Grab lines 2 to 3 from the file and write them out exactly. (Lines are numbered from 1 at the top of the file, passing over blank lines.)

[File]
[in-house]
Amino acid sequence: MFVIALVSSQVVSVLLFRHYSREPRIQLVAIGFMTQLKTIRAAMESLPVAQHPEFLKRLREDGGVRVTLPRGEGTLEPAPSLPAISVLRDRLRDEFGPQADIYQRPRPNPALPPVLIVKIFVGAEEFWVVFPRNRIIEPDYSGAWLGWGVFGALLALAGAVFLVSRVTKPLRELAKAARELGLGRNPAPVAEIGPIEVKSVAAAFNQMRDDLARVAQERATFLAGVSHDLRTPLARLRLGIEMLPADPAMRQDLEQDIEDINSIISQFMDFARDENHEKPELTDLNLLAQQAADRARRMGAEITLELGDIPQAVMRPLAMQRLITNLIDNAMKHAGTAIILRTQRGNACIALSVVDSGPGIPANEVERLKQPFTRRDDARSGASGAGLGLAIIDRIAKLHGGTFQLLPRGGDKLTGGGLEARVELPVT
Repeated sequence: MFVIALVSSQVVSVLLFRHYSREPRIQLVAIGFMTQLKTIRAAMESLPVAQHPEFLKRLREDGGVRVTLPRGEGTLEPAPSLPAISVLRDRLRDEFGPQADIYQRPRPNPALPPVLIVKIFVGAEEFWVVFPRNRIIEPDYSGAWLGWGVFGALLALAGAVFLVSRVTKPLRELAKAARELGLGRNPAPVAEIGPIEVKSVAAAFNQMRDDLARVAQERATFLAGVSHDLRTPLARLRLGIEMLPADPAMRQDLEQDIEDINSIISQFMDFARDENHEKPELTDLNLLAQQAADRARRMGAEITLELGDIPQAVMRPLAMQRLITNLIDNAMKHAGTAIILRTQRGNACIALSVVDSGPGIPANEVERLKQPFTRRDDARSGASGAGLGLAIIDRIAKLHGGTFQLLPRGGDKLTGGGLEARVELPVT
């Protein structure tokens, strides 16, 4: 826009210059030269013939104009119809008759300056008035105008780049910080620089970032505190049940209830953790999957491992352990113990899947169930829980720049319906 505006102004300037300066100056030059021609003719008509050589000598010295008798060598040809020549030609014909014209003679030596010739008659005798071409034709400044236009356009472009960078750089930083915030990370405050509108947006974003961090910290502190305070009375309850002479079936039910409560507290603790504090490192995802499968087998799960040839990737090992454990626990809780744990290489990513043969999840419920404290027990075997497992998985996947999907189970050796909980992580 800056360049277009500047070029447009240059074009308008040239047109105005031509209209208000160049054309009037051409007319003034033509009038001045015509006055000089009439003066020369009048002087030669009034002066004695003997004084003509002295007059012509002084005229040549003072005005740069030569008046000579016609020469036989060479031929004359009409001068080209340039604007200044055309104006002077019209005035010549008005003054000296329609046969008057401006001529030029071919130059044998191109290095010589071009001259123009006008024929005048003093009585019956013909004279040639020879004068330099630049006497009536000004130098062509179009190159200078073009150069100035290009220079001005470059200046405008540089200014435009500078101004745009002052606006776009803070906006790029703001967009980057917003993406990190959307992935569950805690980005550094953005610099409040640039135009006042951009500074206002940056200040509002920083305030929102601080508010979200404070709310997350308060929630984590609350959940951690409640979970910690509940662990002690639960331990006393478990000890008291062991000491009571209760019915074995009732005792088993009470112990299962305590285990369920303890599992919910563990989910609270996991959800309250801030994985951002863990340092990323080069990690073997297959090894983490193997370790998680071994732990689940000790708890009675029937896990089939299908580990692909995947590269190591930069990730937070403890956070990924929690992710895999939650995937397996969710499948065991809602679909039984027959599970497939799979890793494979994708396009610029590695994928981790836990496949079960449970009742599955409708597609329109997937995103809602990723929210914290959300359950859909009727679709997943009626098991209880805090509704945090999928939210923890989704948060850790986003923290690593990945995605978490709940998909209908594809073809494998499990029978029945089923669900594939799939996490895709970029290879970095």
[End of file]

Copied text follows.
Amino acid sequence: MFVIALVSSQVVSVLLFRHYSREPRIQLVAIGFMTQLKTIRAAMESLPVAQHPEFLKRLREDGGVRVTLPRGEGTLEPAPSLPAISVLRDRLRDEFGPQADIYQRPRPNPALPPVLIVKIFVGAEEFWVVFPRNRIIEPDYSGAWLGWGVFGALLALAGAVFLVSRVTKPLRELAKAARELGLGRNPAPVAEIGPIEVKSVAAAFNQMRDDLARVAQERATFLAGVSHDLRTPLARLRLGIEMLPADPAMRQDLEQDIEDINSIISQFMDFARDENHEKPELTDLNLLAQQAADRARRMGAEITLELGDIPQAVMRPLAMQRLITNLIDNAMKHAGTAIILRTQRGNACIALSVVDSGPGIPANEVERLKQPFTRRDDARSGASGAGLGLAIIDRIAKLHGGTFQLLPRGGDKLTGGGLEARVELPVT
Repeated sequence: MFVIALVSSQVVSVLLFRHYSREPRIQLVAIGFMTQLKTIRAAMESLPVAQHPEFLKRLREDGGVRVTLPRGEGTLEPAPSLPAISVLRDRLRDEFGPQADIYQRPRPNPALPPVLIVKIFVGAEEFWVVFPRNRIIEPDYSGAWLGWGVFGALLALAGAVFLVSRVTKPLRELAKAARELGLGRNPAPVAEIGPIEVKSVAAAFNQMRDDLARVAQERATFLAGVSHDLRTPLARLRLGIEMLPADPAMRQDLEQDIEDINSIISQFMDFARDENHEKPELTDLNLLAQQAADRARRMGAEITLELGDIPQAVMRPLAMQRLITNLIDNAMKHAGTAIILRTQRGNACIALSVVDSGPGIPANEVERLKQPFTRRDDARSGASGAGLGLAIIDRIAKLHGGTFQLLPRGGDKLTGGGLEARVELPVT